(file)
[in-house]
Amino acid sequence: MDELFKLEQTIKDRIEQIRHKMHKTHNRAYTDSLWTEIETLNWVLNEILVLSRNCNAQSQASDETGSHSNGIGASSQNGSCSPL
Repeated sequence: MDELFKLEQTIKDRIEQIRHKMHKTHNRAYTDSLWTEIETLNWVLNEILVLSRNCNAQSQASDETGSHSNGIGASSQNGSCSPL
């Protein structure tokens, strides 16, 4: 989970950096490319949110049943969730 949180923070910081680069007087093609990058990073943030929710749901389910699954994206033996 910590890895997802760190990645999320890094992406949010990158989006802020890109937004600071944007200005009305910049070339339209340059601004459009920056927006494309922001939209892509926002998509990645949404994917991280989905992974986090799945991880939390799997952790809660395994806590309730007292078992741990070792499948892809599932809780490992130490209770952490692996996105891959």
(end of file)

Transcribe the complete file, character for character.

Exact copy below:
[in-house]
Amino acid sequence: MDELFKLEQTIKDRIEQIRHKMHKTHNRAYTDSLWTEIETLNWVLNEILVLSRNCNAQSQASDETGSHSNGIGASSQNGSCSPL
Repeated sequence: MDELFKLEQTIKDRIEQIRHKMHKTHNRAYTDSLWTEIETLNWVLNEILVLSRNCNAQSQASDETGSHSNGIGASSQNGSCSPL
């Protein structure tokens, strides 16, 4: 989970950096490319949110049943969730 949180923070910081680069007087093609990058990073943030929710749901389910699954994206033996 910590890895997802760190990645999320890094992406949010990158989006802020890109937004600071944007200005009305910049070339339209340059601004459009920056927006494309922001939209892509926002998509990645949404994917991280989905992974986090799945991880939390799997952790809660395994806590309730007292078992741990070792499948892809599932809780490992130490209770952490692996996105891959």